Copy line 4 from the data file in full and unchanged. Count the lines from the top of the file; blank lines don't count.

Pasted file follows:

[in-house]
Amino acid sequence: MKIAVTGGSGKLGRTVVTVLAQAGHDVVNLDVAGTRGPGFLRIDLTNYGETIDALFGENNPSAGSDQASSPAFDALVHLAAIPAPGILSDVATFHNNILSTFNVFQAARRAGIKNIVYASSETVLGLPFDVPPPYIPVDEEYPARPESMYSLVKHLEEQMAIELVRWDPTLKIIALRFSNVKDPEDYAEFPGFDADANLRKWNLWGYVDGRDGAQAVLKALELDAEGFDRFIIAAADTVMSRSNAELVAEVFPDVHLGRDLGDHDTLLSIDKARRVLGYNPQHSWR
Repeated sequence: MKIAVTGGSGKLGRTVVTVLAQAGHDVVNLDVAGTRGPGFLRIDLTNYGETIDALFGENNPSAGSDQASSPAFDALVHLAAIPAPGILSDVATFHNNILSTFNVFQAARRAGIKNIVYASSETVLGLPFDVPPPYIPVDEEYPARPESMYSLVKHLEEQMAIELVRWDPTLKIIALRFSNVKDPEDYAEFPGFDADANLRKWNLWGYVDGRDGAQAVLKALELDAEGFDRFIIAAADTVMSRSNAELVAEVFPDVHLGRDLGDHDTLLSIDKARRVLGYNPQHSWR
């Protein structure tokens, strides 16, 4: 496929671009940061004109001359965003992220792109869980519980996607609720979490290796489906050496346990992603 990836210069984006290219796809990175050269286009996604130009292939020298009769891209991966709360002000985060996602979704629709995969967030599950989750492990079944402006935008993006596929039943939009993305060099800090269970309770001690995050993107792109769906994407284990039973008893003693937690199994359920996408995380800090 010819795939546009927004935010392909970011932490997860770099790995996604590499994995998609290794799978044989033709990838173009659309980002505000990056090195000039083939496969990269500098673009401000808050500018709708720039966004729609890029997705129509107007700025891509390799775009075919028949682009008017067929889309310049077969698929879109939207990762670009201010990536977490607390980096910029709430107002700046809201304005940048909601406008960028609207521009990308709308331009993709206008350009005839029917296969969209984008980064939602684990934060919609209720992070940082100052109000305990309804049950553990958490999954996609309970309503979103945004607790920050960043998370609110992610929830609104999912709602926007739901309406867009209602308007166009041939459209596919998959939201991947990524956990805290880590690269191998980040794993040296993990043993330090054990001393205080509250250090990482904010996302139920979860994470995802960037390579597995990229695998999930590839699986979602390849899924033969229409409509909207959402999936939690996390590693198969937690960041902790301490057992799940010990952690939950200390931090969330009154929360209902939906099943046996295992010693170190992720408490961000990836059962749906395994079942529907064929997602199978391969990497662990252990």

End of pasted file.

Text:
């Protein structure tokens, strides 16, 4: 496929671009940061004109001359965003992220792109869980519980996607609720979490290796489906050496346990992603 990836210069984006290219796809990175050269286009996604130009292939020298009769891209991966709360002000985060996602979704629709995969967030599950989750492990079944402006935008993006596929039943939009993305060099800090269970309770001690995050993107792109769906994407284990039973008893003693937690199994359920996408995380800090 010819795939546009927004935010392909970011932490997860770099790995996604590499994995998609290794799978044989033709990838173009659309980002505000990056090195000039083939496969990269500098673009401000808050500018709708720039966004729609890029997705129509107007700025891509390799775009075919028949682009008017067929889309310049077969698929879109939207990762670009201010990536977490607390980096910029709430107002700046809201304005940048909601406008960028609207521009990308709308331009993709206008350009005839029917296969969209984008980064939602684990934060919609209720992070940082100052109000305990309804049950553990958490999954996609309970309503979103945004607790920050960043998370609110992610929830609104999912709602926007739901309406867009209602308007166009041939459209596919998959939201991947990524956990805290880590690269191998980040794993040296993990043993330090054990001393205080509250250090990482904010996302139920979860994470995802960037390579597995990229695998999930590839699986979602390849899924033969229409409509909207959402999936939690996390590693198969937690960041902790301490057992799940010990952690939950200390931090969330009154929360209902939906099943046996295992010693170190992720408490961000990836059962749906395994079942529907064929997602199978391969990497662990252990």